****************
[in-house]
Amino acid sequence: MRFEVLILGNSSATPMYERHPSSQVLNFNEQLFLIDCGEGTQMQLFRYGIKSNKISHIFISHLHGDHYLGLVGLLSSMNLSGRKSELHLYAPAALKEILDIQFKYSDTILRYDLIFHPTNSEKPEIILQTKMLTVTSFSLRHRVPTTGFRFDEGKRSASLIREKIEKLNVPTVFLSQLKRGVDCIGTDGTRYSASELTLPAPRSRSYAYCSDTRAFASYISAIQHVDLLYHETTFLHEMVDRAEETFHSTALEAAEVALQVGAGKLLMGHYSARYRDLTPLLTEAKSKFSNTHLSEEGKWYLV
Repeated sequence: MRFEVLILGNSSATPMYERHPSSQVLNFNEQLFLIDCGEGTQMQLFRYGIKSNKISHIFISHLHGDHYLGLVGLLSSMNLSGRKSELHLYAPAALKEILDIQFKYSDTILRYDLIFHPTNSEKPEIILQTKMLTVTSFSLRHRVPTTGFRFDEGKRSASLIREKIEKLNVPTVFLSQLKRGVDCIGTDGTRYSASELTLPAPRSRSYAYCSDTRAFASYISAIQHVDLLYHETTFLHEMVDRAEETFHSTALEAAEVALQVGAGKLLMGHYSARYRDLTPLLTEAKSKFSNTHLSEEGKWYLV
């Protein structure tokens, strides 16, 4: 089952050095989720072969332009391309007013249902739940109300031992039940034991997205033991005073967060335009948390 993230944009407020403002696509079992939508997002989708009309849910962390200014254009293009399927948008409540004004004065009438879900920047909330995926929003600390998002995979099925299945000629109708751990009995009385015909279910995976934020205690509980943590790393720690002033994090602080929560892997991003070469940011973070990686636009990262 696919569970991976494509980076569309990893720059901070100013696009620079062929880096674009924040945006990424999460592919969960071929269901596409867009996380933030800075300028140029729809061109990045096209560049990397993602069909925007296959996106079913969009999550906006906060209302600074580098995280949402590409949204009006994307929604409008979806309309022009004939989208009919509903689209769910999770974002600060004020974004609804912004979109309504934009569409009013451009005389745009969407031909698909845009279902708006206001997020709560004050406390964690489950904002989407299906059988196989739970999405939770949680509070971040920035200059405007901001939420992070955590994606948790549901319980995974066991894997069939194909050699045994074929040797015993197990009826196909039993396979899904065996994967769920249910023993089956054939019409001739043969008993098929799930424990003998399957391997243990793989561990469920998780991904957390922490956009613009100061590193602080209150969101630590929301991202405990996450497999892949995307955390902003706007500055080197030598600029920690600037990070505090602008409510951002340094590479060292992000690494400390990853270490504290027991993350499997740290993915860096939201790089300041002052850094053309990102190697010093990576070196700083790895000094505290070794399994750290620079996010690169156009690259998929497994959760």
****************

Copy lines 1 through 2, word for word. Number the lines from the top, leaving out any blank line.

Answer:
[in-house]
Amino acid sequence: MRFEVLILGNSSATPMYERHPSSQVLNFNEQLFLIDCGEGTQMQLFRYGIKSNKISHIFISHLHGDHYLGLVGLLSSMNLSGRKSELHLYAPAALKEILDIQFKYSDTILRYDLIFHPTNSEKPEIILQTKMLTVTSFSLRHRVPTTGFRFDEGKRSASLIREKIEKLNVPTVFLSQLKRGVDCIGTDGTRYSASELTLPAPRSRSYAYCSDTRAFASYISAIQHVDLLYHETTFLHEMVDRAEETFHSTALEAAEVALQVGAGKLLMGHYSARYRDLTPLLTEAKSKFSNTHLSEEGKWYLV